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Long-Term Memory-Related Cell Types, Expression Features Found in Mouse Transcriptome Study

NEW YORK – A team led by investigators at Stanford University has tracked down cell subpopulations and gene expression features associated with long-term memory in mice in a brain region known as the basolateral amygdala (BLA).

"We identified memory-specific gene expression changes in the amygdala, which is a complex brain region whose basolateral area is implicated in short- and long-term memories associated with salient experiences, such as fear," co-senior and co-corresponding authors Stephen Quake of Stanford University and the Chan Zuckerberg Initiative and Thomas Südhof, a researcher at Stanford University School of Medicine, and their colleagues reported in Nature on Wednesday.

For their study, Quake, Südhof, and colleagues performed spatial transcriptomic, single-cell transcriptomic, and bioinformatic analyses on BLA cells from mouse models with reporter genes that are expressed when the animals are both exposed to the drug tamoxifen and experiencing memory recall. Their analyses on cells from exposed and control mice in fear training and recall conditioning experiments led to transcriptional signatures in a subset of neurons and astrocytes that appeared to be memory specific.

"Gene expression changes are known to be essential for long-term memory, but the cell types and the nature of the transcriptional programs involved are incompletely understood," the authors wrote, adding that an analysis of the current results in combination with published long-term fear memory data focused on the medial prefrontal cortex "enabled us to examine region-specific versus general gene expression changes."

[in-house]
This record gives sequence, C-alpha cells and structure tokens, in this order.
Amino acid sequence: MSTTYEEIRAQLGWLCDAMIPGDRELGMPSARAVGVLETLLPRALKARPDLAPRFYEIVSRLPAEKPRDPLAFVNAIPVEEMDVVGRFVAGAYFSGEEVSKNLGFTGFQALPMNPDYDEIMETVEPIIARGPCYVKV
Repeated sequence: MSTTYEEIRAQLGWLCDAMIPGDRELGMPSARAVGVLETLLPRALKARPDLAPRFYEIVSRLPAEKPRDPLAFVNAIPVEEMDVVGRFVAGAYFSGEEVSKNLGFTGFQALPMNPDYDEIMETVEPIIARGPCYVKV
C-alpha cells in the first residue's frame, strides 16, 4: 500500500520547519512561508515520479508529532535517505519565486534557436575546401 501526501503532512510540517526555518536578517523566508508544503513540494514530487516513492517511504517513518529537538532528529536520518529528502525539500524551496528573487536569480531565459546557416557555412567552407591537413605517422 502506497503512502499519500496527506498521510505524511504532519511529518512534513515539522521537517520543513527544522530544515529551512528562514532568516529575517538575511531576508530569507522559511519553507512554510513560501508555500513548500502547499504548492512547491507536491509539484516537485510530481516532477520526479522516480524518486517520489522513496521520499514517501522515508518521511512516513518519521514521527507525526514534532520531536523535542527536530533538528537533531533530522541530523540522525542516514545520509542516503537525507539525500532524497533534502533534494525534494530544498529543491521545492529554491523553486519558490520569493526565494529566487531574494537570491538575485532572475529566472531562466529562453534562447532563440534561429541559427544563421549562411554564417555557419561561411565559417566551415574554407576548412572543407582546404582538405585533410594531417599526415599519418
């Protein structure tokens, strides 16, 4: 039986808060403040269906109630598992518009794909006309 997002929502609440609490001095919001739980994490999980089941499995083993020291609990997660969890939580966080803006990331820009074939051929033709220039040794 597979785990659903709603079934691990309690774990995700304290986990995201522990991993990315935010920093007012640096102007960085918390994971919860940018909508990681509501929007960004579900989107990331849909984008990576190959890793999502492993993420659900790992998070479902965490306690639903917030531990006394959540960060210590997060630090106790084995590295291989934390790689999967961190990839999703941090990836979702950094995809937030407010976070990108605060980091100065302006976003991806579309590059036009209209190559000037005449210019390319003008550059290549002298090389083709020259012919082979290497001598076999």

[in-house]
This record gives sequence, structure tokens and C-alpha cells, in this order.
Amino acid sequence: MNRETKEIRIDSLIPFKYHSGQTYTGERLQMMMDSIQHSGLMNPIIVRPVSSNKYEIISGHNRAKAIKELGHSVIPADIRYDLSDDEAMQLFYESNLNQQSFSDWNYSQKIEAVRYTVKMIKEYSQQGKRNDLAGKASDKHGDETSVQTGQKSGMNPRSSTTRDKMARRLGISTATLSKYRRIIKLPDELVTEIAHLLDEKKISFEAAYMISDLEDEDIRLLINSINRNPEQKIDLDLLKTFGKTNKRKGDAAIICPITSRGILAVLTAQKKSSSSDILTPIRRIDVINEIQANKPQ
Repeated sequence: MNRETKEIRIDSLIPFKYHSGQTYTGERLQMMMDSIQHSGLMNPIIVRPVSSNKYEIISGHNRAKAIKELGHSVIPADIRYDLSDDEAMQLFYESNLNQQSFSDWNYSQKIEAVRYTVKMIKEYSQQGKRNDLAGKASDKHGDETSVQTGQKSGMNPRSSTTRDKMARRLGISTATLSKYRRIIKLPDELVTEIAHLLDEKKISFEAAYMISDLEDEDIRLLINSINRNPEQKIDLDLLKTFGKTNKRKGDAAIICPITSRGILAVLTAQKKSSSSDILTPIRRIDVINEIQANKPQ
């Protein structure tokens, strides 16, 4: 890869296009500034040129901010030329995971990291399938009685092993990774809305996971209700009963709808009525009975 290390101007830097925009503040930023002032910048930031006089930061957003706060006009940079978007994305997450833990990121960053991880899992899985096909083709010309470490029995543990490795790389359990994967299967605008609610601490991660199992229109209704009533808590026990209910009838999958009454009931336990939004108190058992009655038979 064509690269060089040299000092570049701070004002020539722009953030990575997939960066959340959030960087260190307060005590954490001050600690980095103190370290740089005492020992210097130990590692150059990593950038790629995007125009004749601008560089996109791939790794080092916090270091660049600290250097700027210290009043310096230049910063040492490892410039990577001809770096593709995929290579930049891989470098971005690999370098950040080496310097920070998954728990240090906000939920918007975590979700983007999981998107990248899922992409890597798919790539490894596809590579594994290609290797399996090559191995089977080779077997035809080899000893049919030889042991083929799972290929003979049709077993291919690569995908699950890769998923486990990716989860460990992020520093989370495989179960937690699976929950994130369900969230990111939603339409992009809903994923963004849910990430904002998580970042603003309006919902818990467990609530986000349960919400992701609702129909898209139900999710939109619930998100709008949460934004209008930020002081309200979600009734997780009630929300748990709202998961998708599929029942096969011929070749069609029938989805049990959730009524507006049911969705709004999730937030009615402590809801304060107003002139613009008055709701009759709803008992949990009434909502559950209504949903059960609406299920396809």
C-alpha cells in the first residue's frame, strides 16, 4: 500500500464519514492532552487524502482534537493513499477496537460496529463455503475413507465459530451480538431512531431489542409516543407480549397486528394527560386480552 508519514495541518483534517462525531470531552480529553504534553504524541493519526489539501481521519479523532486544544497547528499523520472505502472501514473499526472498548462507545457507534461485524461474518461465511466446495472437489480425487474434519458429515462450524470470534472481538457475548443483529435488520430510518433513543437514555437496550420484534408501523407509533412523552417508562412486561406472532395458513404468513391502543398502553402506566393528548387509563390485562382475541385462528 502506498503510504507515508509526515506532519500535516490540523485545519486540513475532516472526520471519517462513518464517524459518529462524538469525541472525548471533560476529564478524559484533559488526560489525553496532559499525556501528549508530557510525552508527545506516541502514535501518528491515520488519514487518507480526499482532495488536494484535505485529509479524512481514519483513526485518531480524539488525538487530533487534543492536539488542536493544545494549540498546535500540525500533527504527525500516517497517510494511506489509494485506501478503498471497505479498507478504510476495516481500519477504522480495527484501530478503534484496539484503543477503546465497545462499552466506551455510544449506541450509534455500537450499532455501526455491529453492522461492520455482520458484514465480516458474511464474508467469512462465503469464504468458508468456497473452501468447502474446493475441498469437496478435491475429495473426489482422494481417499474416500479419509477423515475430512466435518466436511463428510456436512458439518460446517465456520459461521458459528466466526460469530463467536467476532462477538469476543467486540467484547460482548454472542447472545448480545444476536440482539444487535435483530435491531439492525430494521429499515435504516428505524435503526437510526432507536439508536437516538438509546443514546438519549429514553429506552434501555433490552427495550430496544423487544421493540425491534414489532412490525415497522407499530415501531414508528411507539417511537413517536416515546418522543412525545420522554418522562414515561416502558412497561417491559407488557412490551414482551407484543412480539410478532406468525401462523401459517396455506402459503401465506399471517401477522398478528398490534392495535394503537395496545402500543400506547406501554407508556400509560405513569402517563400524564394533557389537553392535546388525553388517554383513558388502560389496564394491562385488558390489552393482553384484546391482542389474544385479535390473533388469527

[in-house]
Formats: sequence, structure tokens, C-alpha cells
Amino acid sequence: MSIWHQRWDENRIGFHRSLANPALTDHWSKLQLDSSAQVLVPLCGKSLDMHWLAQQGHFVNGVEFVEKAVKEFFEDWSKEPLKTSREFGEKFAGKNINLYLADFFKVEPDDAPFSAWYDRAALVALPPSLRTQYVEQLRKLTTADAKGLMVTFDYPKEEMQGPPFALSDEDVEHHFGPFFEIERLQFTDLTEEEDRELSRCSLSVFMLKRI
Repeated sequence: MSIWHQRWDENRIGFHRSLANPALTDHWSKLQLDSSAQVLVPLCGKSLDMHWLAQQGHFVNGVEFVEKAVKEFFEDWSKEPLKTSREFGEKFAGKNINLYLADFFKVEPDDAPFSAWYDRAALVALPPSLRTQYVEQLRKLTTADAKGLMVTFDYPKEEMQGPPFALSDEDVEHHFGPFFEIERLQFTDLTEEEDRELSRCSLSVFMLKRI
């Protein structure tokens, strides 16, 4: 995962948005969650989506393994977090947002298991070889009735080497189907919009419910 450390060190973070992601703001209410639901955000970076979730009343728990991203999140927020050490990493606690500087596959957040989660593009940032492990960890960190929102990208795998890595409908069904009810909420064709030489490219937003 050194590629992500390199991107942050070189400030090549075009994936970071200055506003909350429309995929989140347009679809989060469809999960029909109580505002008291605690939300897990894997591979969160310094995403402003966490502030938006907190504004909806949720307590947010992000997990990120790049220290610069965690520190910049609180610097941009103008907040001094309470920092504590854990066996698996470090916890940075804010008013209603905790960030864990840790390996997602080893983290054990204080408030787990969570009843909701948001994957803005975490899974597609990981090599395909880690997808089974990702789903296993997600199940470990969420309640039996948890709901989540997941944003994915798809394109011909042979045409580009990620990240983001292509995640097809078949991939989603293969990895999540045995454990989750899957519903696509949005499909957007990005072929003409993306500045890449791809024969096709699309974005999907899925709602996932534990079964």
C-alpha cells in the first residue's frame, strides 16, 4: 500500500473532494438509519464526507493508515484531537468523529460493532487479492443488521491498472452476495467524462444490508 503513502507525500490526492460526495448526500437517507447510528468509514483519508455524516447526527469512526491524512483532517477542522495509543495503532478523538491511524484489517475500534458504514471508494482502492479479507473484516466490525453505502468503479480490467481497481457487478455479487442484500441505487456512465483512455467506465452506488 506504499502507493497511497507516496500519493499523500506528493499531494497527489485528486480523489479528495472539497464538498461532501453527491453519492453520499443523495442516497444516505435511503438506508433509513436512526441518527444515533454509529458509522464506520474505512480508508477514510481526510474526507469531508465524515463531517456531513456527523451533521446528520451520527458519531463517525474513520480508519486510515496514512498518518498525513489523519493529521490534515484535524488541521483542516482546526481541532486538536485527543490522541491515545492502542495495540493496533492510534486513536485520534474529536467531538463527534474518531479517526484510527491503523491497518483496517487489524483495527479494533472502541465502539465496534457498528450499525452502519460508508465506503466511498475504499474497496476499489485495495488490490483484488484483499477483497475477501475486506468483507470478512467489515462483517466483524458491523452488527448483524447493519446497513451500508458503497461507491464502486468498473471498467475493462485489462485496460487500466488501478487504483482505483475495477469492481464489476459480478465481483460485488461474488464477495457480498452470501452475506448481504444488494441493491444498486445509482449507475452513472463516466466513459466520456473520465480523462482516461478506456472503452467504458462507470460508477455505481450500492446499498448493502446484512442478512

Based on single-cell RNA-seq profiles for nearly 6,400 BLA cells, for example, the team highlighted shifts involving components of synaptic connectivity, MAP kinase, ubiquitination, CREB activation, and neuropeptide and brain-derived neurotrophic factor (BDNF) signaling.

The investigators also flagged a subpopulation of neurons in the BLA region that was marked by enhanced expression of the proenkephalin neuropeptide-coding gene PENK and reduced levels of a TAC gene encoding the tachykinin neuropeptide precursor during the process of long-term memory formation.

Based on these and other findings, the authors suggested that "neuropeptides, including neurotensin, secretogranin, tachykinin, proenkephalin, [the neuroendocrine precursor peptidase ProSAAS], and [the cocaine- and amphetamine-regulated transcript protein neuropeptide CART], are involved in memory consolidation in BLA engram cells."

These "P+T-" neurons "constitute the most prominent part of the long-term memory engram," the researchers reported, referring to the concept of the "engram," a unit of cognitive information that is physically stored as a memory. They noted that spatial transcriptomic analyses on mouse brain slice samples highlighted a nearby astrocyte cell population needed to consolidate the formation of these long-term memories.

Together, data from their current study "help dissect the network of engram cells that consolidate short-term memory to long-term memory and characterize the persistent gene expression program that mediates this consolidation," the authors explained, noting that their findings "show that neurons and astrocytes in the BLA exhibit memory-specific persistent transcriptional signatures that correspond to multiple signaling pathways but are highly specific to a small subset of cells representing engram cells."